If you're at all familiar with the world of credit cards, you probably know that interest rates charged by cards are typically in the high teens and low 20s. If that seems reasonable to you, think again. Even an 18% rate means that if you're carrying $8,000 in debt on your card(s), as does the average household with credit card debt, you're forking over $1,440 per year in interest alone. If your rate is in the low 20s, you're paying close to $2,000 per year. Ouch!
But for many people, the situation is much grimmer than that. When cardholders miss payments, make late payments, or go over their credit limit, many card-issuers hike the interest rates charged. (In fact, if you're late paying off one of your cards, your other cards may hike your rate!)
With interest rates in general on the rise, so are the punitive rates that card companies charge. According to the folks at the Coalition for Responsible Credit Practices and CardWeb.com, "Starting [in October], punitive interest rates, among the top ten issuers, will range from 24.65% to 30.74%. Across the entire U.S. credit card market, penalty interest rates will range from none to 41.00%." They add: "CompuCredit, an Atlanta-based issuer of 'Aspire VISA' card, charges an interest rate of prime +36.25% with a 41.00% minimum, to its most risky cardholders who become delinquent."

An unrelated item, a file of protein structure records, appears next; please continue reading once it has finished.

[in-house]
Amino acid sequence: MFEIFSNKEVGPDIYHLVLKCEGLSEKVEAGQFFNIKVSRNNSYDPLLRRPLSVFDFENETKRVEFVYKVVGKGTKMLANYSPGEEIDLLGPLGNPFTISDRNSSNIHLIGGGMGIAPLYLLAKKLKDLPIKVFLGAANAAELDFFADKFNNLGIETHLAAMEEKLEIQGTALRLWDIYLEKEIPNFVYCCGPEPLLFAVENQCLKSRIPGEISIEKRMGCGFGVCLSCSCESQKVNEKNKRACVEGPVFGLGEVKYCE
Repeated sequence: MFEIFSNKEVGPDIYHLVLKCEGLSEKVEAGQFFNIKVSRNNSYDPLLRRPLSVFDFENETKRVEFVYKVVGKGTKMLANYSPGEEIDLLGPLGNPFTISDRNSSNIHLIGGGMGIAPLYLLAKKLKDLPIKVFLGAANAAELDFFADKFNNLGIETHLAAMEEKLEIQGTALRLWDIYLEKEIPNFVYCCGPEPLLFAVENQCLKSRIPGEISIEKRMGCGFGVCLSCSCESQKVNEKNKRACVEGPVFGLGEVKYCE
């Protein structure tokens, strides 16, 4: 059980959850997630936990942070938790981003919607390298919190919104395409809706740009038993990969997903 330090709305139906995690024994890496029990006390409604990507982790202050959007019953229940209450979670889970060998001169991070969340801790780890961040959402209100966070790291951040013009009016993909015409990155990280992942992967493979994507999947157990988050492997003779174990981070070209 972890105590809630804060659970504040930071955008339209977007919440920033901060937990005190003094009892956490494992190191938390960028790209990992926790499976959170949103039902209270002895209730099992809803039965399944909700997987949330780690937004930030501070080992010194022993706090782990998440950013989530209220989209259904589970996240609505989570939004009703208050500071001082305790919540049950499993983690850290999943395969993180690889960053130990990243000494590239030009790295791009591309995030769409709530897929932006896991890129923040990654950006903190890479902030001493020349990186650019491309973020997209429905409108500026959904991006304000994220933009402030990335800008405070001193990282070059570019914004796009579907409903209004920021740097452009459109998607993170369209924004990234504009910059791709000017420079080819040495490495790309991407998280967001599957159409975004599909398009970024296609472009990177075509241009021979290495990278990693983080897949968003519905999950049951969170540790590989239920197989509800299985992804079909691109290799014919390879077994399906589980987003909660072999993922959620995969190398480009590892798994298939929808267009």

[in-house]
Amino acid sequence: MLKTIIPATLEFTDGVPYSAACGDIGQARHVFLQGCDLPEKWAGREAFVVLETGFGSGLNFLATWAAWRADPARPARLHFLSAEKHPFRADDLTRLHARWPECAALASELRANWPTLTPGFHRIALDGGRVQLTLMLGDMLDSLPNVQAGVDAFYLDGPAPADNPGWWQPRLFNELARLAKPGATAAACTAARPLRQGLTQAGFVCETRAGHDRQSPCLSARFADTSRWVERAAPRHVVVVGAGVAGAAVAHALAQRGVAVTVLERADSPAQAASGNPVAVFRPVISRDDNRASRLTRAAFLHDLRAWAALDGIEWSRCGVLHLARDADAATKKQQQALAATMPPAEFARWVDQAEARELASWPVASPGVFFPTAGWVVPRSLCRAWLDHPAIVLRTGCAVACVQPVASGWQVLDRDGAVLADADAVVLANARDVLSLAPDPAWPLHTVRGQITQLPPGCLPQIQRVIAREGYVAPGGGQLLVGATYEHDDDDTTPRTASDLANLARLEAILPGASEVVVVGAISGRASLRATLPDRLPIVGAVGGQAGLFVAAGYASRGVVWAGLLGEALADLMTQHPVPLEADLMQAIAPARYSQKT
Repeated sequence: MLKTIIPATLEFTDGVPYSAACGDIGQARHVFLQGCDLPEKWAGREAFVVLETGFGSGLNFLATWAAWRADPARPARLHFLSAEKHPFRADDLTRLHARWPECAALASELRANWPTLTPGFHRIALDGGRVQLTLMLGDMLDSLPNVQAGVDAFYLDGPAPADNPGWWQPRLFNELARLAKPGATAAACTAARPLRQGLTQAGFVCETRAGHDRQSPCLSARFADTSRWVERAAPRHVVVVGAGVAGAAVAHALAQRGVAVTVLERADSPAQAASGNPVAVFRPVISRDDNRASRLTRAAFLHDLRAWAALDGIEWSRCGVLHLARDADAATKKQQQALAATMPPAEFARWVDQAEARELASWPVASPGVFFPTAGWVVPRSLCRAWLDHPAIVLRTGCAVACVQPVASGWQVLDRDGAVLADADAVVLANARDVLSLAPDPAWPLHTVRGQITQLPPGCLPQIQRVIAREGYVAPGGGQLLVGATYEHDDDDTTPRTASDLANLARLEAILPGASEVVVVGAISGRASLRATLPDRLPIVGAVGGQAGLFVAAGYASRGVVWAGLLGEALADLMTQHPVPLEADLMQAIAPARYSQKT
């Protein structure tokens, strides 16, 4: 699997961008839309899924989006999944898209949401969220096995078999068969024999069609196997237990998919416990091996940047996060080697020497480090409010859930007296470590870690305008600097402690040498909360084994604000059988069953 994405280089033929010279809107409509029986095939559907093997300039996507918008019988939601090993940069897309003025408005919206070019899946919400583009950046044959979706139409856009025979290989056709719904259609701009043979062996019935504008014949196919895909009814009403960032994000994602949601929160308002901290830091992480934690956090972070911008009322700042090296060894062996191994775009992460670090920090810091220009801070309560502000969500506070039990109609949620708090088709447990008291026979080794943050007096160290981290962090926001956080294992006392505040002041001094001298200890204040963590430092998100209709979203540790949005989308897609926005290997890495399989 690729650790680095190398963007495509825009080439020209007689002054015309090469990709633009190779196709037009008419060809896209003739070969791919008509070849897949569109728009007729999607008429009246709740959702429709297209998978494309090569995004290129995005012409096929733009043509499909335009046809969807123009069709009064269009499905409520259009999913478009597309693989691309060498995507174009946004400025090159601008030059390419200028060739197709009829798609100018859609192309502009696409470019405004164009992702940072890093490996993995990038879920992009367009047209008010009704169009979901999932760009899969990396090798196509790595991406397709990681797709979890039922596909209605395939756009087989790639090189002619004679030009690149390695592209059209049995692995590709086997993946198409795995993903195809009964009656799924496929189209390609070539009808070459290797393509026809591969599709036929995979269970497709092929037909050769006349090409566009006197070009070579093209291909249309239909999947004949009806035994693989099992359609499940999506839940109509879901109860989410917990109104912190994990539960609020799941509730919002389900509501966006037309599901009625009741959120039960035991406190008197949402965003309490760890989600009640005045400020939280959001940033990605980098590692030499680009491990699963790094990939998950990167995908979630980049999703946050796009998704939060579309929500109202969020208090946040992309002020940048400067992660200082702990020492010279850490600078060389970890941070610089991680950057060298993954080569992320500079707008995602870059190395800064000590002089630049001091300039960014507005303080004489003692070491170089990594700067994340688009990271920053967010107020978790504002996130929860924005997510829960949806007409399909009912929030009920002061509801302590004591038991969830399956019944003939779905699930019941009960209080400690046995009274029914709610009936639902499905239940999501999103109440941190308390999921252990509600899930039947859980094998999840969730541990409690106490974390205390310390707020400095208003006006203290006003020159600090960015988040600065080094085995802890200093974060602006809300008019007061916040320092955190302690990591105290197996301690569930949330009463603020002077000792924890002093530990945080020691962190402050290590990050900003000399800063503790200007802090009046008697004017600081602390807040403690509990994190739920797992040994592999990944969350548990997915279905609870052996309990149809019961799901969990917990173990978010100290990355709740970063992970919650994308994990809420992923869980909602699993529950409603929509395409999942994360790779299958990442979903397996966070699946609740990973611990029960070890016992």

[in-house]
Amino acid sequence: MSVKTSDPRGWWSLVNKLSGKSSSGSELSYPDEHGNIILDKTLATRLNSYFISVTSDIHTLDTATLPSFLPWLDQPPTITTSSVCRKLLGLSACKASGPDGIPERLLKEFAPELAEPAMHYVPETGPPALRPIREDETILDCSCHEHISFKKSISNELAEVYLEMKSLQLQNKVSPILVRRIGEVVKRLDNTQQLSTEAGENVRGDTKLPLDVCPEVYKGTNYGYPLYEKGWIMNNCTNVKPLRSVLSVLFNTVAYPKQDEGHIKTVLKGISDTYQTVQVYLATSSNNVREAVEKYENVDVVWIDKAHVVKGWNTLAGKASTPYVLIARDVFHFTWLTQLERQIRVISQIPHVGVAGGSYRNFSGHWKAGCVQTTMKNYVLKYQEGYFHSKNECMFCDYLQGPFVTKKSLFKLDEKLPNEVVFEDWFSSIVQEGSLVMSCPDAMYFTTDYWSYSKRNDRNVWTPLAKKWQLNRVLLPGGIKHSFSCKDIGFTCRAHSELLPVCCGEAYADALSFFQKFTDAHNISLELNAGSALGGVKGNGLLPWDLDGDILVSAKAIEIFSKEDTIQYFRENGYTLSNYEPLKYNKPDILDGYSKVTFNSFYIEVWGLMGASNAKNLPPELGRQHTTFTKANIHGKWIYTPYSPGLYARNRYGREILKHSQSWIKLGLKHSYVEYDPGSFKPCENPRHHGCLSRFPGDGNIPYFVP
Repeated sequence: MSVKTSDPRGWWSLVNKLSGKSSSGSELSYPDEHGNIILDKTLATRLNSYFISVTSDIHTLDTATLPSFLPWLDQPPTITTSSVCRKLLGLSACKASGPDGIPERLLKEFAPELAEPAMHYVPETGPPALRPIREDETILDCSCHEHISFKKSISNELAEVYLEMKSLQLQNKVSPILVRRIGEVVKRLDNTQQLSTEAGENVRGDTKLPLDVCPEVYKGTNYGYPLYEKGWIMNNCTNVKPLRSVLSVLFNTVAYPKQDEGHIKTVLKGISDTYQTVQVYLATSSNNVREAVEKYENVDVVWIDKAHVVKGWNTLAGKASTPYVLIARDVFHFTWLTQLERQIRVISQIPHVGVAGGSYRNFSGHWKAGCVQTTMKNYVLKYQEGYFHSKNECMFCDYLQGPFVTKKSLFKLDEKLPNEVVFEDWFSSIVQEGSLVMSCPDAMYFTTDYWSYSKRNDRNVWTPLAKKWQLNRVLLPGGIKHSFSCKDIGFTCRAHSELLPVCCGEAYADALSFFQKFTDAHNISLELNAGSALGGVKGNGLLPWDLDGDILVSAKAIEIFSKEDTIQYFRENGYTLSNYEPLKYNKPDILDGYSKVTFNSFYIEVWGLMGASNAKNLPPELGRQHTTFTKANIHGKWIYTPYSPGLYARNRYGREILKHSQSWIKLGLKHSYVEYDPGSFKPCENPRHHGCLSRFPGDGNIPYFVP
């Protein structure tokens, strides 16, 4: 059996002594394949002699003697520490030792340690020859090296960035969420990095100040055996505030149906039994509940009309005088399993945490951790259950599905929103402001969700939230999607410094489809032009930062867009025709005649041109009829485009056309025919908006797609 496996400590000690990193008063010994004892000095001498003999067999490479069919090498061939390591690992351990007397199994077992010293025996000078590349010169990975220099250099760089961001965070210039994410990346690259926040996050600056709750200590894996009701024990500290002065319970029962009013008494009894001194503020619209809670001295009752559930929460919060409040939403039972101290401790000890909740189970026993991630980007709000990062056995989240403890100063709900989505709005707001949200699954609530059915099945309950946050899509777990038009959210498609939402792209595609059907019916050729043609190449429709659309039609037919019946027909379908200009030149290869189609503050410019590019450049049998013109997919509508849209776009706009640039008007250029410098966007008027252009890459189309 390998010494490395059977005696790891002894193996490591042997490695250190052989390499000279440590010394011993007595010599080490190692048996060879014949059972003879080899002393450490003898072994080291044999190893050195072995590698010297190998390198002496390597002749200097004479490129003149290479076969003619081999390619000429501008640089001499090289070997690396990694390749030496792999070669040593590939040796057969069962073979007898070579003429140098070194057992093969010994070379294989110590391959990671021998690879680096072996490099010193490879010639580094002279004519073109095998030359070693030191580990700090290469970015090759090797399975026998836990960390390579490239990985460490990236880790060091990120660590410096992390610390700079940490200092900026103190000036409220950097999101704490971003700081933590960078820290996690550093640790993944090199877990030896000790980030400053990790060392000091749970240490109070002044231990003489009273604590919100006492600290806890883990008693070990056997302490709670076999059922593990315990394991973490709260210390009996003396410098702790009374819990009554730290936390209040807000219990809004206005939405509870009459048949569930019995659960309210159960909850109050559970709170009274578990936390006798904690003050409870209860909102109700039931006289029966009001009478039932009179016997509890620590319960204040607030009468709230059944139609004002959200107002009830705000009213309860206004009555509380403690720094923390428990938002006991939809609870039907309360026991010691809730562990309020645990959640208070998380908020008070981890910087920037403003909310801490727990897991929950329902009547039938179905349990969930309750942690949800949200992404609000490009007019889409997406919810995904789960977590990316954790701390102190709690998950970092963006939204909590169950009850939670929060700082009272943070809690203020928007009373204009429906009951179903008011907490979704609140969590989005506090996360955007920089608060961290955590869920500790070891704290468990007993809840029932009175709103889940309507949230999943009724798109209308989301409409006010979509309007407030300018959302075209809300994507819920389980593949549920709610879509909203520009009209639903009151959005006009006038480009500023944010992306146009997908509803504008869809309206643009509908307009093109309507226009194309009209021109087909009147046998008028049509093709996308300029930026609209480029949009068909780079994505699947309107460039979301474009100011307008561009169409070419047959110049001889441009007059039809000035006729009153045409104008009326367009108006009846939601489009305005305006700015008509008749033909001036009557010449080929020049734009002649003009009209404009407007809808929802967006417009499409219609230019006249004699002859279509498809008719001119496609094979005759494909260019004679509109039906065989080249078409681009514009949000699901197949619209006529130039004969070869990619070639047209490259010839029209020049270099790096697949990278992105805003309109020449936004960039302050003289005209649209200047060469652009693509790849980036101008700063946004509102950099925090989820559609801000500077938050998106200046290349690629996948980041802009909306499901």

As of October 1, here are some top penalty rates for top card issuers:
|Citibank (NYSE: C )||28.74%|
|MBNA (NYSE: KRB )||24.99%|
J. P. Morgan Chase (NYSE: JPM )
|Morgan Stanley's (NYSE: MWD ) Discover||24.99%|
|Capital One (NYSE: COF )||25.90%|
|American Express (NYSE: AXP )||26.74%|
Source: CardWeb.com's CardWatch
What can you do about all this? Well, maintain good credit habits, to start. Pay your bills on time, don't exceed your limits, and above all, be an educated consumer. Read the fine print in card mailings and find out what the penalty rates are.
You can learn all kinds of eye-opening things about the credit card industry in our Credit Center, which also offers a special deal on getting copies of your credit report, so you can make sure it's correct. (Astonishingly, there's a very good chance that your report has errors on it.)
Read about all things credit-related on our Consumer Credit / Credit Card discussion board. And if you're mired in credit card debt, don't despair -- you can get out of debt and build a beautiful credit score.
LongtimeFoolcontributorSelena Maranjiandoes not own shares of any companies mentioned in this article.